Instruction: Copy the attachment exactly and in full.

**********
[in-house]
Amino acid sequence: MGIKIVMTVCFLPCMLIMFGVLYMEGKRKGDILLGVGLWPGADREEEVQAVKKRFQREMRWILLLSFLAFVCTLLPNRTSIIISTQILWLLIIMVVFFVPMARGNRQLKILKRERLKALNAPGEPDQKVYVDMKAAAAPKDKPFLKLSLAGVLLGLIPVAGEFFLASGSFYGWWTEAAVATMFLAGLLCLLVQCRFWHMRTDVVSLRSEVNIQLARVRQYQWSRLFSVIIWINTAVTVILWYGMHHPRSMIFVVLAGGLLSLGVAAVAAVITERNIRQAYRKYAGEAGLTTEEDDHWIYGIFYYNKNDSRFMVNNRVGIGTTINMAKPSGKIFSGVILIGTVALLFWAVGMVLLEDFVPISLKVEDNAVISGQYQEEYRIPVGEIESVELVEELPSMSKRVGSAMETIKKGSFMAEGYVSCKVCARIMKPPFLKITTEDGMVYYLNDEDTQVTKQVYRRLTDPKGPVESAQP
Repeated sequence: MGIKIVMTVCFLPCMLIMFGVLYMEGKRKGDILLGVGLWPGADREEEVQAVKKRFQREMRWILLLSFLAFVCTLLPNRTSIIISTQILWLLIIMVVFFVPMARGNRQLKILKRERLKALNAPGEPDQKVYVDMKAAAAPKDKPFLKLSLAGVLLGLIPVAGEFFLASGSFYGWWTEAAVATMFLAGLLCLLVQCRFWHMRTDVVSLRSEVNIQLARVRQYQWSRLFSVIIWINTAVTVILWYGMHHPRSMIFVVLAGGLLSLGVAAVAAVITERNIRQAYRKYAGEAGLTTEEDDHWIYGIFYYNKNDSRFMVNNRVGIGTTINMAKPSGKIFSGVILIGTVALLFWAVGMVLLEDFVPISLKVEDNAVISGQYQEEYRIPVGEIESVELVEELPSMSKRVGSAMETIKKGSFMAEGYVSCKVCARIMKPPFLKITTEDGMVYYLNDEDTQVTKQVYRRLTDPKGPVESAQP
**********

[in-house]
Amino acid sequence: MGIKIVMTVCFLPCMLIMFGVLYMEGKRKGDILLGVGLWPGADREEEVQAVKKRFQREMRWILLLSFLAFVCTLLPNRTSIIISTQILWLLIIMVVFFVPMARGNRQLKILKRERLKALNAPGEPDQKVYVDMKAAAAPKDKPFLKLSLAGVLLGLIPVAGEFFLASGSFYGWWTEAAVATMFLAGLLCLLVQCRFWHMRTDVVSLRSEVNIQLARVRQYQWSRLFSVIIWINTAVTVILWYGMHHPRSMIFVVLAGGLLSLGVAAVAAVITERNIRQAYRKYAGEAGLTTEEDDHWIYGIFYYNKNDSRFMVNNRVGIGTTINMAKPSGKIFSGVILIGTVALLFWAVGMVLLEDFVPISLKVEDNAVISGQYQEEYRIPVGEIESVELVEELPSMSKRVGSAMETIKKGSFMAEGYVSCKVCARIMKPPFLKITTEDGMVYYLNDEDTQVTKQVYRRLTDPKGPVESAQP
Repeated sequence: MGIKIVMTVCFLPCMLIMFGVLYMEGKRKGDILLGVGLWPGADREEEVQAVKKRFQREMRWILLLSFLAFVCTLLPNRTSIIISTQILWLLIIMVVFFVPMARGNRQLKILKRERLKALNAPGEPDQKVYVDMKAAAAPKDKPFLKLSLAGVLLGLIPVAGEFFLASGSFYGWWTEAAVATMFLAGLLCLLVQCRFWHMRTDVVSLRSEVNIQLARVRQYQWSRLFSVIIWINTAVTVILWYGMHHPRSMIFVVLAGGLLSLGVAAVAAVITERNIRQAYRKYAGEAGLTTEEDDHWIYGIFYYNKNDSRFMVNNRVGIGTTINMAKPSGKIFSGVILIGTVALLFWAVGMVLLEDFVPISLKVEDNAVISGQYQEEYRIPVGEIESVELVEELPSMSKRVGSAMETIKKGSFMAEGYVSCKVCARIMKPPFLKITTEDGMVYYLNDEDTQVTKQVYRRLTDPKGPVESAQP